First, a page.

Finally, it is not uncommon to want to validate or sanitize values before a property is set, or set other related properties call other functions etc that’s a great place to do it, rather than relying on computed property side effects.

If you don’t use actions, all of that becomes really messy and is likely to become a point of failure.

Sometimes maybe it’s overkill, but if you’re just consistent about it, it’s easy to implement and you don’t ever have to ask yourself “Where the heck is that value coming from??”… and if you do, you only have one place to look.

    this.set('word', newWord);         

 doChange=(action 'changeWord')

//capitalize-component .js
   const capWord = this.get('word'). toUpperCase();

 //capitalize-component .hbs
 <button {{action 'doCapitalize')>ALL CAPS!</button>


OK so case in point. Suppose you’re building a books app. For the edit route, is this reasonable?

// assume we're using ember-route-action-helper
// app/routes/books/edit.js
export default Route.extend({
  model(params) {
    return this.store.find('book', params.book_id);
  actions: {
    saveBook(book) {
      book.save().then(() => {
        this.transitionTo('books.show', book);
      }).catch(() => {
        alert('your edits are invalid! fix them or navigate away to cancel');
    willTransition(transition) {
      let book = get(this, 'controller.model');
      book.rollbackAttributes(); // rolls back unsaved attributes

{{!-- app/templates/pages/edit.hbs --}}
<form onsubmit={{route-action 'saveBook' model}}>
    {{input type='text' value=model.title}}
    {{errors msgs=model.title.errors}}
    {{input type='text' value=model.author}}
    {{errors msgs=model.author.errors}}
    {{input type='text' value=model.publisher}}
    {{errors msgs=model.publisher.errors}}
  <input type='submit' value='Save' />

{{!-- app/templates/components/errors.hbs --}}
{{#if msgs}}
  <small class='error'>{{msgs.firstObject}}</small>


  • assuming your server runs validations and responds with properly-formatted errors, ember-data automatically adds errors to the book and the form will render them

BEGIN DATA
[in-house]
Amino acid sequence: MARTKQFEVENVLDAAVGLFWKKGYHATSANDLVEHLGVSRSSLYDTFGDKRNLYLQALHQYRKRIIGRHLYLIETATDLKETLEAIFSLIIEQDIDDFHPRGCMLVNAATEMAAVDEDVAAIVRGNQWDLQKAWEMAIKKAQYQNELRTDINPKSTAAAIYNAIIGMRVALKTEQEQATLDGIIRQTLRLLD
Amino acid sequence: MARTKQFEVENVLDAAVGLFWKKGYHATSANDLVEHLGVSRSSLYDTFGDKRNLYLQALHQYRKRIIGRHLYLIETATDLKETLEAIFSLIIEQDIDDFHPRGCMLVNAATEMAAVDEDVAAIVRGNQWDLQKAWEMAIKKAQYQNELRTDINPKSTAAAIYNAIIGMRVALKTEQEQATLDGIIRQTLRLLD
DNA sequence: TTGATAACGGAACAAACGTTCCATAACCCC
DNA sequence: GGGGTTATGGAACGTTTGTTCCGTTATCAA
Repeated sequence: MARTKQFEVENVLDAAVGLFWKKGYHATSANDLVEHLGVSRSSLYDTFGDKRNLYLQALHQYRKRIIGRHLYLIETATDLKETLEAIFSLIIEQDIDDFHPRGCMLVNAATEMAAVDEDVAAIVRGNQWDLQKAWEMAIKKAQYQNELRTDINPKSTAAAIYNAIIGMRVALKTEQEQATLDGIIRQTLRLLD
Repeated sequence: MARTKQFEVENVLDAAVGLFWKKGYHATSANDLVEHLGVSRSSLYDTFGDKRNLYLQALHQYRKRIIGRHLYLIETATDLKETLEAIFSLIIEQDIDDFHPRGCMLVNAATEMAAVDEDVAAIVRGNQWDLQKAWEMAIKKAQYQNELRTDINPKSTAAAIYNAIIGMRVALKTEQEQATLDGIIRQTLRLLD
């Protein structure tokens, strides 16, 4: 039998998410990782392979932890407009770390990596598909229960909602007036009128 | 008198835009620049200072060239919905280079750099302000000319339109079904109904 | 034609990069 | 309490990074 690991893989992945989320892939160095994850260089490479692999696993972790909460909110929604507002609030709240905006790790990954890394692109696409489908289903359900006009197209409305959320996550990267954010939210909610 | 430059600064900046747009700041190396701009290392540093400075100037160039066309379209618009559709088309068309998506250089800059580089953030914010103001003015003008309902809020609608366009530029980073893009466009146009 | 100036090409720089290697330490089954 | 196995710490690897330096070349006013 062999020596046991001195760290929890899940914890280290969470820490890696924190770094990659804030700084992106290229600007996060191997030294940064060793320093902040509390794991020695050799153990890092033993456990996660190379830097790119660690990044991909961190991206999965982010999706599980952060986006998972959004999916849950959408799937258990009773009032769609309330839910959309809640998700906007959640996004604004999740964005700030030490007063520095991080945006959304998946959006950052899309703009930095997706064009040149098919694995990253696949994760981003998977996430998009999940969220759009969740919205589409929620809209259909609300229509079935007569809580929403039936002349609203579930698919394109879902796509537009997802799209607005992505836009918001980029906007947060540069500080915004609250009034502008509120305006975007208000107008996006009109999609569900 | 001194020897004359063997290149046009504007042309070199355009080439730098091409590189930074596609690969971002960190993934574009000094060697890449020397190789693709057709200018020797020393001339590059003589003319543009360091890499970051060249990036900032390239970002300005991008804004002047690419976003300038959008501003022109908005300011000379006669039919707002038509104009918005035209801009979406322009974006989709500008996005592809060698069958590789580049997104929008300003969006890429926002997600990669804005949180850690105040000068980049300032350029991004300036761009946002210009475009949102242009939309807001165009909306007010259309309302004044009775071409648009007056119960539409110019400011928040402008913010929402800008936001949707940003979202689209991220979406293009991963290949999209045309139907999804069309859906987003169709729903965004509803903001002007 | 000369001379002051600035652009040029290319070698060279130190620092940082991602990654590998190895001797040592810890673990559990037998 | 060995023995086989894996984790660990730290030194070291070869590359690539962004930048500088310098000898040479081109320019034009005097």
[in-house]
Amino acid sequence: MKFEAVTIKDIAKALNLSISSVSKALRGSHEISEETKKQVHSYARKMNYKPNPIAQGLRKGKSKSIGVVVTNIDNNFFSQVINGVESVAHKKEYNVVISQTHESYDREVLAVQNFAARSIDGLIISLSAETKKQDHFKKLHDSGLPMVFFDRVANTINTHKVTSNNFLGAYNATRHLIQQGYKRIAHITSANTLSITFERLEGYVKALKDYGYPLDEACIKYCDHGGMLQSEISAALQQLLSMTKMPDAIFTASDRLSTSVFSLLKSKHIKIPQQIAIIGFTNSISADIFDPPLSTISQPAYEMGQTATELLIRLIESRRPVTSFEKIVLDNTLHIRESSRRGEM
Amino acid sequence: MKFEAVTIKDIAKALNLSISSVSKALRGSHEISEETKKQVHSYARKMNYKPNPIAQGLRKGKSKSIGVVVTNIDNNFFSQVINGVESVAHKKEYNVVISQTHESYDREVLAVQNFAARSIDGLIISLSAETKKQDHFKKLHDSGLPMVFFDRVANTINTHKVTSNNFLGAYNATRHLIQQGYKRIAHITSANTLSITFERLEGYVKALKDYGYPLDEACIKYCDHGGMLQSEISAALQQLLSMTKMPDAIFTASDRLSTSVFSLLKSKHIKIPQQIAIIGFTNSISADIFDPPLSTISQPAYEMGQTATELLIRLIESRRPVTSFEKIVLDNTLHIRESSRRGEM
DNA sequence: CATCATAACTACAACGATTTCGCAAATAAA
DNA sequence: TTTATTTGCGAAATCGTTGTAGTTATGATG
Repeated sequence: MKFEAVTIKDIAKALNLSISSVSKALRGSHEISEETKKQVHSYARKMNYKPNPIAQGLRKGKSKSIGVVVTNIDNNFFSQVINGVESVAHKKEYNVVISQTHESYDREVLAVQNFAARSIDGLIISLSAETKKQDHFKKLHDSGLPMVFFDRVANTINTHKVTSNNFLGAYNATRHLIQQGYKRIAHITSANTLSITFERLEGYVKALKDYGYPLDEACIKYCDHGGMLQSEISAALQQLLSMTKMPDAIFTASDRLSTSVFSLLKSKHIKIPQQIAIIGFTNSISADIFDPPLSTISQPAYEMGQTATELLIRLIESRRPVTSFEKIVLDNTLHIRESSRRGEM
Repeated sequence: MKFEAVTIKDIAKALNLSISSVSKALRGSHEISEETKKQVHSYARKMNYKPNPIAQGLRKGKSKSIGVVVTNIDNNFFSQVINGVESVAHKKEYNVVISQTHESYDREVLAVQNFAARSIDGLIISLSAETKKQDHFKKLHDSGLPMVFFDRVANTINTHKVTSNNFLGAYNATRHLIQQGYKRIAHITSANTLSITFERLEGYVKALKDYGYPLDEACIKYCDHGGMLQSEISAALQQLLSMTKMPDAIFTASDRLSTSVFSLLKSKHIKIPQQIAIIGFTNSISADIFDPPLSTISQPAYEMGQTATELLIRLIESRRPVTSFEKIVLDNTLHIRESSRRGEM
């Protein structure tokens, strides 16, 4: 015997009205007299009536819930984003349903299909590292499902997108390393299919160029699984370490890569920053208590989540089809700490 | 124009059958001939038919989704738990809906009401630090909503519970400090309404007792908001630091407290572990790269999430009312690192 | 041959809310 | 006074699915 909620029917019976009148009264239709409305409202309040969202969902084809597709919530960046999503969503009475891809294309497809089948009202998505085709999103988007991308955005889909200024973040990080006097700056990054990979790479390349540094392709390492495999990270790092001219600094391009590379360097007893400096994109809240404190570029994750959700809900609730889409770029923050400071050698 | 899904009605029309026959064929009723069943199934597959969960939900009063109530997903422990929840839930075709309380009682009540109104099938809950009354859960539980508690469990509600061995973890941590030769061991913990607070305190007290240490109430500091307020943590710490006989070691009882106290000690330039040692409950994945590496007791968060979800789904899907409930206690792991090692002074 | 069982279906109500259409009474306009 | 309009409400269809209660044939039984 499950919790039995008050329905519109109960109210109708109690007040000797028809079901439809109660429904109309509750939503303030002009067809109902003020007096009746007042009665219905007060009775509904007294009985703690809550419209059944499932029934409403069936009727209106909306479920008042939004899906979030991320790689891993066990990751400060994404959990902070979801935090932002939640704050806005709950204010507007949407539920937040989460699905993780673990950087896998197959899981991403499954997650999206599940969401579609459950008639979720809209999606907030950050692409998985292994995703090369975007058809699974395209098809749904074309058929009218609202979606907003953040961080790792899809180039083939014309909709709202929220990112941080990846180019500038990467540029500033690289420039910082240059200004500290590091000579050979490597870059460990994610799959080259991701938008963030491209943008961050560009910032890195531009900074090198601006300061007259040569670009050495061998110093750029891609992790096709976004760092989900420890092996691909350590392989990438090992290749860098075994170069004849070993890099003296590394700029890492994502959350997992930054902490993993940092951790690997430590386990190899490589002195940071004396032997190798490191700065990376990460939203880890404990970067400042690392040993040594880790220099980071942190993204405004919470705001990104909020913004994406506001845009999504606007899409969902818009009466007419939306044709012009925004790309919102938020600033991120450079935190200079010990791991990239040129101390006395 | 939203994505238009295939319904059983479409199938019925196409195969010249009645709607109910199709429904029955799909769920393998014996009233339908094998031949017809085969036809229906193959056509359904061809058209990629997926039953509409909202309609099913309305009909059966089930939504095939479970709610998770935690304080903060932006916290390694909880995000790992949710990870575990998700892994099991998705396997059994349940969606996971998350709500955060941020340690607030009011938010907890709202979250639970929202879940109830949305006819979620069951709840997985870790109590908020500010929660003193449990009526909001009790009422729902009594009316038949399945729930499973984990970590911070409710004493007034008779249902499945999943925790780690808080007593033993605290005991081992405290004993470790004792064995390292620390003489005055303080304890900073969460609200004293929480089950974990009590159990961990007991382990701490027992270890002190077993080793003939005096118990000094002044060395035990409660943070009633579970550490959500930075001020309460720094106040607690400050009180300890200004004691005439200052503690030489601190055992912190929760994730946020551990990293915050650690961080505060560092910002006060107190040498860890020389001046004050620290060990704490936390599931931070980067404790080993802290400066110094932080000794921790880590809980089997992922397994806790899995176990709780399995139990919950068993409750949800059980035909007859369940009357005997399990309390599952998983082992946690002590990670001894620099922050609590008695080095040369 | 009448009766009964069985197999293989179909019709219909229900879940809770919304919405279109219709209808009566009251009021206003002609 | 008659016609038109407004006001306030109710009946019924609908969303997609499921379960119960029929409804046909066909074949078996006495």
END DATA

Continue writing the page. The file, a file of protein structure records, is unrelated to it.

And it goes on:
• if you start editing a book and navigate away without saving (or if there were validation errors and you give up), the route’s willTransition hook rolls back unsaved attributes


  • would you use willTransition in this way? if not, why?
  • would you extract this form into a component? if so, would you pass it a book or individual book attributes (eg {{book-form title=book.title author=book.author publisher=book.publisher}})?

Thanks for reading :smile:


One last note for anyone who’s stumbling on this thread. My colleague sent me this video recently and it’s awesome. Best explanation of rationale for DDAU I’ve seen so far, as well as some explanation about when to use it and when it’s not really appropriate.

Please note the video is behind a paywall, but it’s worth IMO.

The tl;dr is basically that when you are building reusable components, you really need to adhere to DDAU. But when you’re building what he calls “smart components” that are specific to a single use case in your app, DDAU adds unnecessary burden without providing much value. So if you’re building ember addons, you probably are building components that are all DDAU. If you’re building a {{blog-post-form}} component in an app, it is going to be smarter because it can make some assumptions about how you’re using it (ie, to create or edit a blog post).